5. In the view of the NDC, the respondent, as the leader of the Youth
  League, should have focused his energy on developing programmes to
actively reach out to the broad cross-section of the youth, both
Black and
  White, so that the Youth League of today would be at the forefront in
cementing the foundation of tomorrow¹s non-racial and non-sexist.
  society.
6. The NDC is also of the view that the respondent should have realised
  that states guard their sovereignty jealously and that the ANC had
given
  an undertaking in the Freedom Charter, more than sixty years ago, to   respect this convention and to respect the right to peace and
friendship
  and self-determination of all nations.
7. As the ANC is the ruling party in government, the NDC has no doubt
that
  the respondent¹s misconduct would have a negative impact on
international and inter-state relations and would be prejudicial to
South
  African society as a whole.
8. The acts of misconduct for which the respondent has been found guilty
  are very serious and have damaged the integrity the ANC and
South Africa¹s international reputation.
9. In May 2010 the respondent was found guilty of contravening Rule 25.5
  (i) of the ANC Constitution and the sanction imposed, inter alia,
was
  that should the respondent be found guilty of contravening Rule
25.5(i)
  of the ANC Constitution within the next two years, his membership
of the ANC shall be summarily suspended for a period to be
determined by the ANC.
10. The ANC Youth League is the preparatory school for future activists
and    
    leaders of the ANC. Discipline is a core attribute of any
leadership and  
    the ANC would have expected the respondent to have had led by    
    example. In the  space of a year and a half, the respondent has
been
    found guilty of 4 (four) acts of sowing division in the ANC,
bringing the    
    ANC into disrepute and defying the National Officials.
11. The NDC is of the view that, at its most fundamental level, the ANC
is a
    voluntary organisation which people join willingly because they
subscribe to its aims, objectives, culture, ideals and value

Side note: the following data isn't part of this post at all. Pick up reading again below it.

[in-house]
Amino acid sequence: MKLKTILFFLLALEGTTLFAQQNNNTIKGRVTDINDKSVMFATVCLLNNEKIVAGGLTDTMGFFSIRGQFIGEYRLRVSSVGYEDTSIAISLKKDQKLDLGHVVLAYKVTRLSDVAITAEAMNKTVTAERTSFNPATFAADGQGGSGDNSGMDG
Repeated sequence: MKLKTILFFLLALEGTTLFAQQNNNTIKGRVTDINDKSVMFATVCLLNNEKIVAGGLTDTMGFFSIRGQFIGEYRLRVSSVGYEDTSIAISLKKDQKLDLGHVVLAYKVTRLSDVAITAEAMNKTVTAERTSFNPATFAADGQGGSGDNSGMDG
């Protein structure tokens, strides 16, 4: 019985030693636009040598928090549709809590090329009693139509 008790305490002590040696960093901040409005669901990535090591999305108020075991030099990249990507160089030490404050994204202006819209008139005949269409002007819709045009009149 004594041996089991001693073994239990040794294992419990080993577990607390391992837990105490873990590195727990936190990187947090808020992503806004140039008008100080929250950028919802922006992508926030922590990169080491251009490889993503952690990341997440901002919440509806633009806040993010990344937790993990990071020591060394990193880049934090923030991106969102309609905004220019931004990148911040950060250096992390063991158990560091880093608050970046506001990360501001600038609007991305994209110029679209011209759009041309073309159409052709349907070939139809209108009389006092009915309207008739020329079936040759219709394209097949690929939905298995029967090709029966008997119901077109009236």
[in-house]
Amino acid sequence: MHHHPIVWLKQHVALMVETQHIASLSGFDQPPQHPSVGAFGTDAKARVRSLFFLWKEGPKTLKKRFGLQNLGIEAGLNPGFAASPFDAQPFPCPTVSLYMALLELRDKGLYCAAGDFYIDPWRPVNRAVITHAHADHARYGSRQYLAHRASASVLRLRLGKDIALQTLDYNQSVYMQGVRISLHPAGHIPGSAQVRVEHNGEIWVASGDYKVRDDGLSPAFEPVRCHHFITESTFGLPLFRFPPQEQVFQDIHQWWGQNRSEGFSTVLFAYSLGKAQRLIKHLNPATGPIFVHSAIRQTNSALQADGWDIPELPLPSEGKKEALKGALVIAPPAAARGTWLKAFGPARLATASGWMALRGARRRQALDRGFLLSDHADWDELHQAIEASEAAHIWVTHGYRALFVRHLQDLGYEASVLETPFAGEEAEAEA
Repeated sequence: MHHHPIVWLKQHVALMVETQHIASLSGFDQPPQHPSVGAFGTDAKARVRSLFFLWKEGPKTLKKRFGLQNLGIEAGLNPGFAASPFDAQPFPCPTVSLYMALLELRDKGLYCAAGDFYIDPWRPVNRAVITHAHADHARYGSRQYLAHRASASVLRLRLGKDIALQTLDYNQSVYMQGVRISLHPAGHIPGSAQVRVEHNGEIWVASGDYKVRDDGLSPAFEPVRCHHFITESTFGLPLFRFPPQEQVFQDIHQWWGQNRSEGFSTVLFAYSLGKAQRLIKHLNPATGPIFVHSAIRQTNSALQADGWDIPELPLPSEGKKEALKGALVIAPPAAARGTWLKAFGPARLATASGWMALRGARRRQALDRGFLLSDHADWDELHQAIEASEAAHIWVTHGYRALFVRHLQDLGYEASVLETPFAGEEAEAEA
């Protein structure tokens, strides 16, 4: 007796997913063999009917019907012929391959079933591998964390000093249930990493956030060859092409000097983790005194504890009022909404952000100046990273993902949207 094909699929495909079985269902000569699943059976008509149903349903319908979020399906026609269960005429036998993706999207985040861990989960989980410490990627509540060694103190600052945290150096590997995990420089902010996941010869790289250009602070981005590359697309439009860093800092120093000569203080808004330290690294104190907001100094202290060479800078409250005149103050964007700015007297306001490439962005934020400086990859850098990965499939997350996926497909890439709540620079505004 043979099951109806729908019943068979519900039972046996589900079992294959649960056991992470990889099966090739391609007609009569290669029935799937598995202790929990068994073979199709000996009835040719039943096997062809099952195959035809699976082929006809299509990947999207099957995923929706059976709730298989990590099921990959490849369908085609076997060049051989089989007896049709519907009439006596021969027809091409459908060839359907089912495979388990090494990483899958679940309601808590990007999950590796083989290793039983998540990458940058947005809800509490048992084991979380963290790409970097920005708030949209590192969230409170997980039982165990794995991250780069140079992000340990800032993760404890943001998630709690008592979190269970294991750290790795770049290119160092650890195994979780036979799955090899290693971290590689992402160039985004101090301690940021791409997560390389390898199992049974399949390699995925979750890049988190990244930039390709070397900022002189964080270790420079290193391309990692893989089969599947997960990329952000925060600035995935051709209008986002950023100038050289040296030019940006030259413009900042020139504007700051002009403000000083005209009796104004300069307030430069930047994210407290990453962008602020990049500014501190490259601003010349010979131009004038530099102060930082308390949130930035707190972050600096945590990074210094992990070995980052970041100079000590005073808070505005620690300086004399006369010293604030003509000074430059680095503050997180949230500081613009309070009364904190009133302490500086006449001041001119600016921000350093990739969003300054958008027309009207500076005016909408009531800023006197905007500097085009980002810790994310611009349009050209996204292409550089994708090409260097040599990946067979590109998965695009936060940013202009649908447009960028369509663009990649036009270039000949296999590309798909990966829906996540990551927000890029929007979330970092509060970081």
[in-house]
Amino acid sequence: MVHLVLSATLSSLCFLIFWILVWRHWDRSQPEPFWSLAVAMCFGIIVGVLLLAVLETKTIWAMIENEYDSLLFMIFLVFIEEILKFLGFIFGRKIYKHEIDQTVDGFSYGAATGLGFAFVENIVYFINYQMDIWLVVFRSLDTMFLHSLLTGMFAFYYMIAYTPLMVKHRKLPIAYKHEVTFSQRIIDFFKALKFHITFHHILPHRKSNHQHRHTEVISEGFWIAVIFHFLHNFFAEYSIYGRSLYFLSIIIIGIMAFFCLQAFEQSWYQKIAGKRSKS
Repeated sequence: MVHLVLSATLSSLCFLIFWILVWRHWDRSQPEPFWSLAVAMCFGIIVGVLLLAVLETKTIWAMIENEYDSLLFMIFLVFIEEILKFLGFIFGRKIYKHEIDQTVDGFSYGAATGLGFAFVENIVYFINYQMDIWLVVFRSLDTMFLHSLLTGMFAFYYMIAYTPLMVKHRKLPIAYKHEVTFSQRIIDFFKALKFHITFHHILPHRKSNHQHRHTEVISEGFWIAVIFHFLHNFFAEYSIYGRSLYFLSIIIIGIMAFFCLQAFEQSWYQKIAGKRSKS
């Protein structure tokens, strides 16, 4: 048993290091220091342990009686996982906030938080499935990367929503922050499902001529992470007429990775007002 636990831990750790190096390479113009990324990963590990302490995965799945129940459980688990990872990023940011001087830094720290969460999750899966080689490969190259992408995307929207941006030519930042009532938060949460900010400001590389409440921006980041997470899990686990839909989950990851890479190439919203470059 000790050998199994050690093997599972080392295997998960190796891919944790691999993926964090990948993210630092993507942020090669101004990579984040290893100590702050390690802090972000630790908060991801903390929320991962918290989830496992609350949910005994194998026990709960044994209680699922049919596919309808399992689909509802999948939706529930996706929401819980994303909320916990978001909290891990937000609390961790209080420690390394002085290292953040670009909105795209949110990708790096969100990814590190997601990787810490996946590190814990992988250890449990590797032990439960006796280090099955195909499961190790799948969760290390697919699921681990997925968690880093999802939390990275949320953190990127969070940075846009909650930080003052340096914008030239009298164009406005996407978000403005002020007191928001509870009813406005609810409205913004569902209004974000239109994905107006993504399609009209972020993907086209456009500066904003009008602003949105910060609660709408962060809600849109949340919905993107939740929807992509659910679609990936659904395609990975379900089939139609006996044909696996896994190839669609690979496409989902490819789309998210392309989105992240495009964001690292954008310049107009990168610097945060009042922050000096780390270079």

system.
    This is the glue that has held the ANC together for almost a
hundred
    years. No one is forced to join the ANC or compelled to remain in
the
    ANC if he or she is not happy. In the same spirit, the ANC should
not be
    obliged to retain the active membership of any person, without
exception, who pays scant regard to the membership oath of the ANC,
its policies, organisational culture, value system and Code of
Conduct.SANCTION
12. Having considered all these factors, the sanction on cde Malema
imposed is as follows:  
    12.1 With regard to the respondent¹s disciplinary hearing in May
2010,
            the respondent¹s membership is suspended for a period of 2
(two)
            years;
    12.2 In respect of the present disciplinary hearing:-
           12.2.1 The respondent¹s membership is suspended for a period
of
                      5 (five) years;
           12.2.2 The sanctions imposed in 12.1 and 12.2.1 shall run
                      concurrently.
           12.2.3 Pursuant to Article 11.2 of Schedule A of the
Constitution of
                      the ANC Youth League, this ruling is applicable
to the
                      respondent¹s membership of the ANC Youth League;
and
           12.2.4 The respondent shall vacate his position as President
of the
                      ANC Youth League.
    The respondent has the right to appeal to the NDCA within 14 days.
Dated at Johannesburg this 10h day of November 2011
Issued by:
African National Congress
54 Sauer Street
Johannesburg
2001
__________